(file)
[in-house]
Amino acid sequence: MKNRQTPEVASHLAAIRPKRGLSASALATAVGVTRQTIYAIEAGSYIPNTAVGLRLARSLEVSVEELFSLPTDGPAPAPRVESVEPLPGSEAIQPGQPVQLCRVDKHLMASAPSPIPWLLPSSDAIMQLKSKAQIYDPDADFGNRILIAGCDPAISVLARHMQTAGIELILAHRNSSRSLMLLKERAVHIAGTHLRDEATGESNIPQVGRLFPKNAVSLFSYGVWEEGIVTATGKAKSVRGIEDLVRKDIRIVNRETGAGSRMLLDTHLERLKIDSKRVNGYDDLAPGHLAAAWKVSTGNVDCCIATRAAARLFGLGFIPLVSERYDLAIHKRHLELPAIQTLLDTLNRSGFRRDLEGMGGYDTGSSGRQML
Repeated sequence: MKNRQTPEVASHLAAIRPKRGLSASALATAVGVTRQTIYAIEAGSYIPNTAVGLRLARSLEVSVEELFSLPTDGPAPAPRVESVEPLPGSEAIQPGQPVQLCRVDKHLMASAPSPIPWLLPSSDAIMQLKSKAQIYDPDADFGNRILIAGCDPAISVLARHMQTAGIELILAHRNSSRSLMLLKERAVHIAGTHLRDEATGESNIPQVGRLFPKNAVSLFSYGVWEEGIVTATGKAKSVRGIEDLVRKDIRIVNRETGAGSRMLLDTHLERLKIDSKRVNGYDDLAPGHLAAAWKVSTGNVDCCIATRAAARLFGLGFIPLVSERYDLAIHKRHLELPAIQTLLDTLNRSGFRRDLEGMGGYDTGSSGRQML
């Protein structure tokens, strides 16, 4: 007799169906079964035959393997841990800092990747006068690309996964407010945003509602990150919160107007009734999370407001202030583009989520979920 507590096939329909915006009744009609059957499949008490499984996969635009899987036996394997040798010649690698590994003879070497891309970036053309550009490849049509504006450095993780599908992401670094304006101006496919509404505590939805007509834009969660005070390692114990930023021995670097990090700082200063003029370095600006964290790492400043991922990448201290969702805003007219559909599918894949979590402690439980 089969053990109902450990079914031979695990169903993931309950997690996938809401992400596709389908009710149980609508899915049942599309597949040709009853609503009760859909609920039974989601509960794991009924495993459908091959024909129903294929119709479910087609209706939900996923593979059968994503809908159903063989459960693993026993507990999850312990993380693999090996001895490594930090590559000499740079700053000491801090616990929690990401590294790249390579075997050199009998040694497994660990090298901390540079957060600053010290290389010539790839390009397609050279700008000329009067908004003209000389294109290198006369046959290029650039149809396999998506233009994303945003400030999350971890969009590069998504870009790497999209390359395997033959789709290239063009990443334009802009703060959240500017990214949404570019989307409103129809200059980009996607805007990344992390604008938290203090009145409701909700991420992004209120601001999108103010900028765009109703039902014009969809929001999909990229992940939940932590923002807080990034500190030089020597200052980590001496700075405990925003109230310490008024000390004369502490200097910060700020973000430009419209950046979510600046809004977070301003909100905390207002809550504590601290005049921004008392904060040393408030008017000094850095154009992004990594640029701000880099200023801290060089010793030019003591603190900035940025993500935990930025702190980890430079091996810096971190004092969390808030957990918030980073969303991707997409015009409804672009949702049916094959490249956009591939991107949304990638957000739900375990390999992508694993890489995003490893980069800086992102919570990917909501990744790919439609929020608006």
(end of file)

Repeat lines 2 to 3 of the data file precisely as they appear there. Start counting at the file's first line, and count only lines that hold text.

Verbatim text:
Amino acid sequence: MKNRQTPEVASHLAAIRPKRGLSASALATAVGVTRQTIYAIEAGSYIPNTAVGLRLARSLEVSVEELFSLPTDGPAPAPRVESVEPLPGSEAIQPGQPVQLCRVDKHLMASAPSPIPWLLPSSDAIMQLKSKAQIYDPDADFGNRILIAGCDPAISVLARHMQTAGIELILAHRNSSRSLMLLKERAVHIAGTHLRDEATGESNIPQVGRLFPKNAVSLFSYGVWEEGIVTATGKAKSVRGIEDLVRKDIRIVNRETGAGSRMLLDTHLERLKIDSKRVNGYDDLAPGHLAAAWKVSTGNVDCCIATRAAARLFGLGFIPLVSERYDLAIHKRHLELPAIQTLLDTLNRSGFRRDLEGMGGYDTGSSGRQML
Repeated sequence: MKNRQTPEVASHLAAIRPKRGLSASALATAVGVTRQTIYAIEAGSYIPNTAVGLRLARSLEVSVEELFSLPTDGPAPAPRVESVEPLPGSEAIQPGQPVQLCRVDKHLMASAPSPIPWLLPSSDAIMQLKSKAQIYDPDADFGNRILIAGCDPAISVLARHMQTAGIELILAHRNSSRSLMLLKERAVHIAGTHLRDEATGESNIPQVGRLFPKNAVSLFSYGVWEEGIVTATGKAKSVRGIEDLVRKDIRIVNRETGAGSRMLLDTHLERLKIDSKRVNGYDDLAPGHLAAAWKVSTGNVDCCIATRAAARLFGLGFIPLVSERYDLAIHKRHLELPAIQTLLDTLNRSGFRRDLEGMGGYDTGSSGRQML